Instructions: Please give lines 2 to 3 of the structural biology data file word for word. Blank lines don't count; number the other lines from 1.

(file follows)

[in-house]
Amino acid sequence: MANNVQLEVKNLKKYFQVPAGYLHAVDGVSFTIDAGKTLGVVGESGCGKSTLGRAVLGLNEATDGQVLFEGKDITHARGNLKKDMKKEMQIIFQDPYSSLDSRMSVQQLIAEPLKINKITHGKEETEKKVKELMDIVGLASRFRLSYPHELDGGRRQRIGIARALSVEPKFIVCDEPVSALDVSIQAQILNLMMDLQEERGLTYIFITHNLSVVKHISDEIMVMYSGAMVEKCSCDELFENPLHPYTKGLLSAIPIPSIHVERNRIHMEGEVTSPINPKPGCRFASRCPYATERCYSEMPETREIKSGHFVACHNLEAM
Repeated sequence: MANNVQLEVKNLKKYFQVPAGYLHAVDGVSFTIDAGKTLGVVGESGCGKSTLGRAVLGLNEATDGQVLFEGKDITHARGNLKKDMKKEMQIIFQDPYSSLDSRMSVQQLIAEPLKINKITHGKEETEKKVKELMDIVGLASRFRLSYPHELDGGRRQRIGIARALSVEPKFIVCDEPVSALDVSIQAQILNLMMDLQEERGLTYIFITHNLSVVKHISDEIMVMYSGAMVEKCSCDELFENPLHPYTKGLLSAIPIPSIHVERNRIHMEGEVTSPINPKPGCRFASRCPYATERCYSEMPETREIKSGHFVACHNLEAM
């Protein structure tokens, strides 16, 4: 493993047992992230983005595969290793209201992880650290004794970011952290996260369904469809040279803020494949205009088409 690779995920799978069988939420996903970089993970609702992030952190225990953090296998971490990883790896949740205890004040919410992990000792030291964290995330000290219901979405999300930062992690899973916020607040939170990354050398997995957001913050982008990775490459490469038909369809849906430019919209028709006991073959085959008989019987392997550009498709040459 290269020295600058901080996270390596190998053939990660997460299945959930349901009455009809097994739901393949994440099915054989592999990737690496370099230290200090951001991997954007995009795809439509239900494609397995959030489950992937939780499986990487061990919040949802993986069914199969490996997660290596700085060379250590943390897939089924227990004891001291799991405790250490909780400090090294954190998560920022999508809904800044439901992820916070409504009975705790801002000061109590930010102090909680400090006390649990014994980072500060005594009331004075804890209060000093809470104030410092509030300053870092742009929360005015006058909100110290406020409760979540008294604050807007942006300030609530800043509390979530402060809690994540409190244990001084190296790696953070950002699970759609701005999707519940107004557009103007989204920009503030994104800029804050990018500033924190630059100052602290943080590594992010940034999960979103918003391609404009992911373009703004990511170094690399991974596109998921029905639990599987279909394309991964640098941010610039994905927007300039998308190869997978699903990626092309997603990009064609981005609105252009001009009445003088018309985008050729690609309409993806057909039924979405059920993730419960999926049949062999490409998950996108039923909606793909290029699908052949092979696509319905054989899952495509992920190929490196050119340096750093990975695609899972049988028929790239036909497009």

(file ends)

Amino acid sequence: MANNVQLEVKNLKKYFQVPAGYLHAVDGVSFTIDAGKTLGVVGESGCGKSTLGRAVLGLNEATDGQVLFEGKDITHARGNLKKDMKKEMQIIFQDPYSSLDSRMSVQQLIAEPLKINKITHGKEETEKKVKELMDIVGLASRFRLSYPHELDGGRRQRIGIARALSVEPKFIVCDEPVSALDVSIQAQILNLMMDLQEERGLTYIFITHNLSVVKHISDEIMVMYSGAMVEKCSCDELFENPLHPYTKGLLSAIPIPSIHVERNRIHMEGEVTSPINPKPGCRFASRCPYATERCYSEMPETREIKSGHFVACHNLEAM
Repeated sequence: MANNVQLEVKNLKKYFQVPAGYLHAVDGVSFTIDAGKTLGVVGESGCGKSTLGRAVLGLNEATDGQVLFEGKDITHARGNLKKDMKKEMQIIFQDPYSSLDSRMSVQQLIAEPLKINKITHGKEETEKKVKELMDIVGLASRFRLSYPHELDGGRRQRIGIARALSVEPKFIVCDEPVSALDVSIQAQILNLMMDLQEERGLTYIFITHNLSVVKHISDEIMVMYSGAMVEKCSCDELFENPLHPYTKGLLSAIPIPSIHVERNRIHMEGEVTSPINPKPGCRFASRCPYATERCYSEMPETREIKSGHFVACHNLEAM